Our time spent with Livelyhoods, and other social enterprises such at Alternative Waste Technologies and Food 4 Education, have given the team a unique opportunity to see and experience the need in these communities. We have seen different business and impact models, but like many organizations, the primary challenge is access to capital. One mentor who has a career in investing said, “it is incredible to think about the kind of impact a small amount of funding can have on these kinds of organizations which are directly serving the communities who need it the most.”

In addition to Alternative Waste Technologies and Food4Education, we had the opportunity to spend time with four other alumni social enterprises including Hewe Tele, Ojay Greene, Jacaranda Health, Vava Coffee, each providing us with a new perspective on the challenges and opportunities our alumni face in scaling their impact and their organizations. These visits helped to drive home some of the themes teased out in the earlier GSBI Alumni workshop, and by spending time with our entrepreneurs in their communities our mentors gained valuable experience and insight into the unique challenges of scaling a social enterprise.

 
Field visit to Ojay Greene.

Field visit to Ojay Greene.

 

Miller Center is starting to plan our next Executive Immersion Trip in 2020. If you are interested in learning more, please reach out to Dave Harrison at dmharrison@scu.edu.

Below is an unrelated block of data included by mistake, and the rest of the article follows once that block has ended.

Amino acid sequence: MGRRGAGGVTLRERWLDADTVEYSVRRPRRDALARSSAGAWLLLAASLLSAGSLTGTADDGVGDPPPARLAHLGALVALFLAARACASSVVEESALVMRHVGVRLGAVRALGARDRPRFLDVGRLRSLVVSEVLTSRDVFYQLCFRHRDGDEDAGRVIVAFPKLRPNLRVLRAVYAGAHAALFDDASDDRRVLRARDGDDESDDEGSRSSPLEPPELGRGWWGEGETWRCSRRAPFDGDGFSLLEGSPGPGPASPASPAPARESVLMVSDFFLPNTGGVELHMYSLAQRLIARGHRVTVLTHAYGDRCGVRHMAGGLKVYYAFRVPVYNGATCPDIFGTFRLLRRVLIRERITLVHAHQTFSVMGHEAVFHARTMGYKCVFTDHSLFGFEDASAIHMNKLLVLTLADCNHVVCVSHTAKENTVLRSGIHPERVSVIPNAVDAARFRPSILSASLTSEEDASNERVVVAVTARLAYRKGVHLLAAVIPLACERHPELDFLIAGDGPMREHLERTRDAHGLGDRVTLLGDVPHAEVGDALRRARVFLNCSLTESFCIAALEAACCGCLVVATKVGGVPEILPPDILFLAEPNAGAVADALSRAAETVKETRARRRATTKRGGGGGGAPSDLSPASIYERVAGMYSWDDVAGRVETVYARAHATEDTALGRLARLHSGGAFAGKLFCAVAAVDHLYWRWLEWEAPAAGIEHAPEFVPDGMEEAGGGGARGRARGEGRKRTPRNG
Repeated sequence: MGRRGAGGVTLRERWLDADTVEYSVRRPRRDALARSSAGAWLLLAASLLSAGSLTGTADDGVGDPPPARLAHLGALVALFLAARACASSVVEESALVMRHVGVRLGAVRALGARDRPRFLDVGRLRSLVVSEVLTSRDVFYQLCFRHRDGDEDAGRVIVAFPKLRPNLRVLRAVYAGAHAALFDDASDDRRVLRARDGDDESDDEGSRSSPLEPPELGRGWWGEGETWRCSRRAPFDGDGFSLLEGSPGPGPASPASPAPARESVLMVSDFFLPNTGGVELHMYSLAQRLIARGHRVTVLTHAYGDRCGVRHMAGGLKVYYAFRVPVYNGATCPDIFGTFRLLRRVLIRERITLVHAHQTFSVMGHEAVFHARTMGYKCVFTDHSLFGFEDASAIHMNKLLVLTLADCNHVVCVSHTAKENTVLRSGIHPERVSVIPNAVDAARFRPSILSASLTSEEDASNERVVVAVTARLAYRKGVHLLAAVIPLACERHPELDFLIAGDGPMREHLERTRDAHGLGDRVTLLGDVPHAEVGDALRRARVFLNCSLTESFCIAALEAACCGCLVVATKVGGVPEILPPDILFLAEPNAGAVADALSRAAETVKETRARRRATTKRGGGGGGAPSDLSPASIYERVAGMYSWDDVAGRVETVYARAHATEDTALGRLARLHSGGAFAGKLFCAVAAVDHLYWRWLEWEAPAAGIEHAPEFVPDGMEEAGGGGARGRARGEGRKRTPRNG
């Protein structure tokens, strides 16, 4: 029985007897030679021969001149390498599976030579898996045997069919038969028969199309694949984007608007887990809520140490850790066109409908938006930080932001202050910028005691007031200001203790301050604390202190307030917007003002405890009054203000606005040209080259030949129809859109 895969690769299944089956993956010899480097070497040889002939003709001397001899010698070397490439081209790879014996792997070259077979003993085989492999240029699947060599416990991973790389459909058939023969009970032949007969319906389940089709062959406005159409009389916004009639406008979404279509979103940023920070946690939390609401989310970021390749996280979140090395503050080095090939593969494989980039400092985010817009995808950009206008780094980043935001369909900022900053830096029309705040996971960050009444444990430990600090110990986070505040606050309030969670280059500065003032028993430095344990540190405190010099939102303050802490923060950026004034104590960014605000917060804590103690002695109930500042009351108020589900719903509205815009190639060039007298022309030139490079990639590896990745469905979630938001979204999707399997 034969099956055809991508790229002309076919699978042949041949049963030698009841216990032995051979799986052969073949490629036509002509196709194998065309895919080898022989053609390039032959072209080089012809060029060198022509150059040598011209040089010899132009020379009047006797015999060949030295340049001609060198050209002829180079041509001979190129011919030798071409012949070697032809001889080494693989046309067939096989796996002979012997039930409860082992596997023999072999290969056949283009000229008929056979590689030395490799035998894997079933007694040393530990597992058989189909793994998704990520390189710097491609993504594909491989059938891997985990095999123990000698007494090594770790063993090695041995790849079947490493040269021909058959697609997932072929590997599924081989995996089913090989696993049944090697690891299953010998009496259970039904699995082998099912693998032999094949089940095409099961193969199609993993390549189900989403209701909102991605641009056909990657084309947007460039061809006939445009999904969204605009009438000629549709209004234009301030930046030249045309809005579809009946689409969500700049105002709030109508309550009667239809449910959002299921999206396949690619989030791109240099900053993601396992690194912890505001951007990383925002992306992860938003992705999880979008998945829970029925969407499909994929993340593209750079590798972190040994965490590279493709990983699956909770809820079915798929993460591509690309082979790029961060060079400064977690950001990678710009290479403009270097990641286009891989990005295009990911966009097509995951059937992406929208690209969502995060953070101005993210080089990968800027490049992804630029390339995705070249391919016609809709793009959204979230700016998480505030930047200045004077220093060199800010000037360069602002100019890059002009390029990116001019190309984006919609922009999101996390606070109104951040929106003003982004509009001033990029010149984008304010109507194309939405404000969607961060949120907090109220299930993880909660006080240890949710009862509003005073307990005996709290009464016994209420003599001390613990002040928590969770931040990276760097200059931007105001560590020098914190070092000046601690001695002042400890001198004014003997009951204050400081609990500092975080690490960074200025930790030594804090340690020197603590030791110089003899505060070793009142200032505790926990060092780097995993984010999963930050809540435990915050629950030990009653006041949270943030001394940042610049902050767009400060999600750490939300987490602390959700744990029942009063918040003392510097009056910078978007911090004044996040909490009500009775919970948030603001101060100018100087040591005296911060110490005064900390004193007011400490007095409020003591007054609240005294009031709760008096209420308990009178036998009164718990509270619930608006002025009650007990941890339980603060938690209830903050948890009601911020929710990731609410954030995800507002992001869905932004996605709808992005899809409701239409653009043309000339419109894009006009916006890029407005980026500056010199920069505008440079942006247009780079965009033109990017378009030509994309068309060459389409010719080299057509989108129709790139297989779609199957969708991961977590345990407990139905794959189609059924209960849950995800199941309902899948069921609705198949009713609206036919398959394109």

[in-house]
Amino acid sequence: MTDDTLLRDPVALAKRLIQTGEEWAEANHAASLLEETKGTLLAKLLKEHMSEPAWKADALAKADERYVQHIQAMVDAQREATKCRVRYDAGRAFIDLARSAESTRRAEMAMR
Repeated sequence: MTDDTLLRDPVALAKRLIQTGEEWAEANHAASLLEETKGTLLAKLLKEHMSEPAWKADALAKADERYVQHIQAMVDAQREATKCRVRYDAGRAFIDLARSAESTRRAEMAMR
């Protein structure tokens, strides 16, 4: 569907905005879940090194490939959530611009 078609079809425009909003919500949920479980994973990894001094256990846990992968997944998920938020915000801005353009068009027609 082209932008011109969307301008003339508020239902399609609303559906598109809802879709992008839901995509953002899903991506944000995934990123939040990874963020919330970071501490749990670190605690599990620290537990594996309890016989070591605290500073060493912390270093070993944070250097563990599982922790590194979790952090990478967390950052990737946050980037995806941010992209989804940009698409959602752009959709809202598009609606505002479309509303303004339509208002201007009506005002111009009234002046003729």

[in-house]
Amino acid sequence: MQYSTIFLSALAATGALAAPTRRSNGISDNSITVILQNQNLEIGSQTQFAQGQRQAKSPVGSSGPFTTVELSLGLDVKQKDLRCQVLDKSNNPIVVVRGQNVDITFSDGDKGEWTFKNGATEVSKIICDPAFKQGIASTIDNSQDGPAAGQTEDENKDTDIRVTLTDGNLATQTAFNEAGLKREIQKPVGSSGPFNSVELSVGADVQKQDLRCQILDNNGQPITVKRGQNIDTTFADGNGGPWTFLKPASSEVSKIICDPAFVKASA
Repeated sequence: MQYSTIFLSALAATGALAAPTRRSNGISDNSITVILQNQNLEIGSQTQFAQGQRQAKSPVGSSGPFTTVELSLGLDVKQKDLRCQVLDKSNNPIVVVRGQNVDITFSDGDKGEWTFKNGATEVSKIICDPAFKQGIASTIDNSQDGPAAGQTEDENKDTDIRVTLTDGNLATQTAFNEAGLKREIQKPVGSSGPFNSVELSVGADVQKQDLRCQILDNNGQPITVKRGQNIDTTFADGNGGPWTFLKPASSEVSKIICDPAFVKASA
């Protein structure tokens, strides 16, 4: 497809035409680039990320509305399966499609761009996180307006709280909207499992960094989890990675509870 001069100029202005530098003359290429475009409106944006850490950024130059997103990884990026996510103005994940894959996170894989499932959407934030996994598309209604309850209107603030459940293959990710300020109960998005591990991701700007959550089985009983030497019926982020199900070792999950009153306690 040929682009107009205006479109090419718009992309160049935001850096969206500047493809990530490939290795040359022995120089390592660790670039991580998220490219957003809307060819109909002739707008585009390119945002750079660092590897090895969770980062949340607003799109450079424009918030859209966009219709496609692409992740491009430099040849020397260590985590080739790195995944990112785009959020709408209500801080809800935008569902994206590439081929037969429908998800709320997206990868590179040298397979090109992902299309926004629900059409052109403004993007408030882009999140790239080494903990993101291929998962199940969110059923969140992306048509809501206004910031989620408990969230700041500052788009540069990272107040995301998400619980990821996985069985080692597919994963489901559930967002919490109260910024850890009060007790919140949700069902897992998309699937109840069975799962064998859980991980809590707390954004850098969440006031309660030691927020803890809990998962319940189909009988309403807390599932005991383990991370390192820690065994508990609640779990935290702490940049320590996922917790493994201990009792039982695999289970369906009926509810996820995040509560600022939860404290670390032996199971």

ABOUT THE AUTHORS

Dave Harrison.png

David is Miller Center’s Director of Advancement and is focused on developing resources and relationships for Miller Center. He served as a Peace Corps Volunteer in Uganda and as a Peace Corps Response Volunteer in the Republic of Georgia. In addition to his international development and fundraising experience, David has a background in HR and serves on the advisory board for New Creation Home in East Palo Alto. David holds an MS in Organization Development from University of San Francisco.

Alex Pan.png

Alex Pan is a Senior Program Manager, GSBI at Miller Center for Social Entrepreneurship. Supporting our network of over 1,000 social entrepreneurs, he is responsible for monitoring and evaluation of programs and delivering alumni accompaniment programs. Alex is an experienced program manager with a background in building the ecosystem that supports social enterprises in emerging markets. Before joining Miller Center, Pan worked for the Aspen Network of Development Entrepreneurs (ANDE) where he coordinated ANDE’s global network of regional chapters, facilitated collaboration and knowledge sharing among ANDE’s 240+ members and led ANDE’s efforts around talent and invention-based businesses. Before joining ANDE, Alex worked for several international development NGOs in China, India, and Uganda. Pan has also worked for the White House Office of Science and Technology Policy where he assisted in the development of their impact investing policy. He holds an M.A. in International Science and Technology Policy from George Washington University and earned his B.A. from Colby College where he studied International Development and East Asian Studies.